I’m taking a one day break from discussing the platform of the Democratic Party of Georgia to do some general musing about political strategy.
I’ve always voted and I’ve often campaigned for candidates, but I’ve never examined the overall aims and day-to-day operations of the Democratic Party here in any detail, so writing this blog also entails a learning experience for me.
For instance, I’m looking at the county by county breakdown of the presidential election results posted on the website Politico. One thing that stands out is that Douglas County, which still has a strong GOP presence at the local level, went for Obama 51.5% to 47.5% (about the same as the current tally of the national popular vote).
There are two things I feel reasonably comfortable asserting. One is that the Democratic Party of Georgia is well aware of the numbers from Douglas County, and is actively working on consolidating the Democratic presence there, and the other is that the strong Democratic showing is largely due to demographic changes in the county. As the African-American and Latino populations in Douglas County increases, the county becomes bluer. It’s the same thing happening all over the country, and it’s the reason the GOP is falling further and further behind in presidential election results.
So in and of itself the results in counties like Douglas don’t point to any strategy for the party except for ensuring high voter turnout among the Democratic Party base in minority communities. That’s not a bad strategy, and worked very well for the Obama campaign in several swing states, but on the other hand if the goal is for the Democratic Party to start being competitive in statewide races in Georgia, it’s a pretty passive strategy. It amounts to sitting back and waiting for changing demographics here to move the state into a tipping point.
Let’s look at it from another angle. Let’s examine Walker County, in the northwestern part of the state. Walker County is an Appalachian county which cast 74.2% of its votes for Mitt Romney. Now Walker isn’t a very populous county, so it’s doubtful that either the GOP or the Democratic Party is paying much attention to it. But looking at it can draw attention to both the dilemma and opportunity for the Democratic Party.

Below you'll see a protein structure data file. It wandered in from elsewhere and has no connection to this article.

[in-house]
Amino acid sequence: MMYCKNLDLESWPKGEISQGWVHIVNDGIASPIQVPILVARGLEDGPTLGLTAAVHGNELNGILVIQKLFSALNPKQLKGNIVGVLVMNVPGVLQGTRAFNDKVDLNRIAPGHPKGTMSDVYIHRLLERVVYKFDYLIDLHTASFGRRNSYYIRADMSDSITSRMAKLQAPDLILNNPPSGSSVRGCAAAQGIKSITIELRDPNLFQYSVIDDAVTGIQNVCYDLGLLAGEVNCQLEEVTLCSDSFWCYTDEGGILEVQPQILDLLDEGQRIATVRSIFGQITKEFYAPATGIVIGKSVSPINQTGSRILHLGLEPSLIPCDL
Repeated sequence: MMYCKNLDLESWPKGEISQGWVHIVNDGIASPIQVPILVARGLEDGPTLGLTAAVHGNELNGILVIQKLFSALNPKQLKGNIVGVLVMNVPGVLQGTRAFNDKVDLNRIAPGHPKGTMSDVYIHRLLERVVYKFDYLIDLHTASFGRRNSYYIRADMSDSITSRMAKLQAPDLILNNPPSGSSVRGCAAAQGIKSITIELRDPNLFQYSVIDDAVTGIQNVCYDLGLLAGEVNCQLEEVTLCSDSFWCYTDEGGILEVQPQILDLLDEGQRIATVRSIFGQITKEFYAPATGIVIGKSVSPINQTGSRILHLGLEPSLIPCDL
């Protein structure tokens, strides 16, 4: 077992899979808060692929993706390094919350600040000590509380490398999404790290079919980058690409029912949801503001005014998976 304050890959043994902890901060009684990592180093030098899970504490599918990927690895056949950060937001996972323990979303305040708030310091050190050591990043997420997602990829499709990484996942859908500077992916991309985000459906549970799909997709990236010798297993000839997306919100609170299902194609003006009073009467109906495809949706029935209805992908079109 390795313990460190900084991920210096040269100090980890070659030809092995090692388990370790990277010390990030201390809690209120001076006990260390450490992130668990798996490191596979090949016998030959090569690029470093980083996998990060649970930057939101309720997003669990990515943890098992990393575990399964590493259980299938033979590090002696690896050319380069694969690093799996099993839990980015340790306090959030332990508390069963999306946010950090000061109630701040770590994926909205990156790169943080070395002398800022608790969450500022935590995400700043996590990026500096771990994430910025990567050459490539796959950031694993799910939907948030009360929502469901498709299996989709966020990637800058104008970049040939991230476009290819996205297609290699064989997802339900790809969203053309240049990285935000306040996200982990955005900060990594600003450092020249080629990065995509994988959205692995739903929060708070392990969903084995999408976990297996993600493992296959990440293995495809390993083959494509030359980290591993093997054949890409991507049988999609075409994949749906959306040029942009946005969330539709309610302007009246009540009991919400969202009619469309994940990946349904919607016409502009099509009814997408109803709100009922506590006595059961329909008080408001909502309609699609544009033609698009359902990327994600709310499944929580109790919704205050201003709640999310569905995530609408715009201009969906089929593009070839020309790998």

Walker county is roughly 95% white, with a poverty rate of just under 13%. It’s a poor, white, county. There’s little logical reason for over 70% of a county with a high poverty rate to be voting for the GOP, the party whose perennial obsession is abolishing the capital gains tax for wealthy individuals.
Now there is no good reason that the Democratic Party could not put together a realistic, progressive, and viable message to the low and middle income whites in Walker County, and there is also no reason that a campaign like that would have to undermine or betray the progressive principles of the Democratic Party. We could fight for those votes on the basis of Democratic principles, not by pretending to be a better version of Republicans. What would need to happen is that the party would have to put some real thought into what such a message would look like, talk to Democrats in that county about the concerns of people in their day-to-day life, and then put resources into contesting those counties which we currently think are unreachable.
While contesting the meager 25,000 or so votes in a place like Walker County might not seem like a particularly good use of resources, the opportunities for duplicating those efforts across Georgia’s 159 counties could be immense. The GOP’s natural constituency is the rich, the Democratic Party’s natural constituency is everyone else. What percentage of the voters in Georgia’s 159 counties are rich?
When Howard Dean was the chair of the national Democratic Party he put forward what was called the 50 state strategy. It helped the Democratic Party to make inroads in states which the party had previously written off.
I think that a 159 county strategy is in order for Democrats here. We need to build the ground game, voter registration, and get-out-the-vote efforts where we are already strong, but we should also attempt to go for the hearts and minds of voters in the areas where we are weak.